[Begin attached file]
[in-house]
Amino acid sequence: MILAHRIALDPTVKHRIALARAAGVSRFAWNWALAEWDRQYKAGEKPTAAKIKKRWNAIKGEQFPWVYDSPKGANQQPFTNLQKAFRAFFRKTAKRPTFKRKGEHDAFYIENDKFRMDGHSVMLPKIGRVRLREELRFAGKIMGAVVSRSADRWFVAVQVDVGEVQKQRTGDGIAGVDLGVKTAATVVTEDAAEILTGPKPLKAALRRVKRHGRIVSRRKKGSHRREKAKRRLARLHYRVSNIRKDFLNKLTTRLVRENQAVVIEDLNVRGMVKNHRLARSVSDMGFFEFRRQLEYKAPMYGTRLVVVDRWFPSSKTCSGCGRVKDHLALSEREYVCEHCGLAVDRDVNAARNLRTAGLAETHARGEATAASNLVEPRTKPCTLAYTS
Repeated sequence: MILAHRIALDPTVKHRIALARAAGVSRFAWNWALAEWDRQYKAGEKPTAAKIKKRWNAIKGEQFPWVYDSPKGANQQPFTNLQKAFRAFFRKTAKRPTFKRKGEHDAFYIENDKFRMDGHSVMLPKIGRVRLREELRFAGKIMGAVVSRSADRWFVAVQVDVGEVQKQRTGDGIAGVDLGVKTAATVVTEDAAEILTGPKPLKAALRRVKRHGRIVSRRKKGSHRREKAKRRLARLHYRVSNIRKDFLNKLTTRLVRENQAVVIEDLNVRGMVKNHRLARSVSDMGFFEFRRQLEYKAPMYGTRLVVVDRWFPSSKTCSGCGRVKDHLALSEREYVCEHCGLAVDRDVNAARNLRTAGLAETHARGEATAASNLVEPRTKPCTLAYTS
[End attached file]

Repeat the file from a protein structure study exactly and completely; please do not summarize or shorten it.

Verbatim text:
[in-house]
Amino acid sequence: MILAHRIALDPTVKHRIALARAAGVSRFAWNWALAEWDRQYKAGEKPTAAKIKKRWNAIKGEQFPWVYDSPKGANQQPFTNLQKAFRAFFRKTAKRPTFKRKGEHDAFYIENDKFRMDGHSVMLPKIGRVRLREELRFAGKIMGAVVSRSADRWFVAVQVDVGEVQKQRTGDGIAGVDLGVKTAATVVTEDAAEILTGPKPLKAALRRVKRHGRIVSRRKKGSHRREKAKRRLARLHYRVSNIRKDFLNKLTTRLVRENQAVVIEDLNVRGMVKNHRLARSVSDMGFFEFRRQLEYKAPMYGTRLVVVDRWFPSSKTCSGCGRVKDHLALSEREYVCEHCGLAVDRDVNAARNLRTAGLAETHARGEATAASNLVEPRTKPCTLAYTS
Repeated sequence: MILAHRIALDPTVKHRIALARAAGVSRFAWNWALAEWDRQYKAGEKPTAAKIKKRWNAIKGEQFPWVYDSPKGANQQPFTNLQKAFRAFFRKTAKRPTFKRKGEHDAFYIENDKFRMDGHSVMLPKIGRVRLREELRFAGKIMGAVVSRSADRWFVAVQVDVGEVQKQRTGDGIAGVDLGVKTAATVVTEDAAEILTGPKPLKAALRRVKRHGRIVSRRKKGSHRREKAKRRLARLHYRVSNIRKDFLNKLTTRLVRENQAVVIEDLNVRGMVKNHRLARSVSDMGFFEFRRQLEYKAPMYGTRLVVVDRWFPSSKTCSGCGRVKDHLALSEREYVCEHCGLAVDRDVNAARNLRTAGLAETHARGEATAASNLVEPRTKPCTLAYTS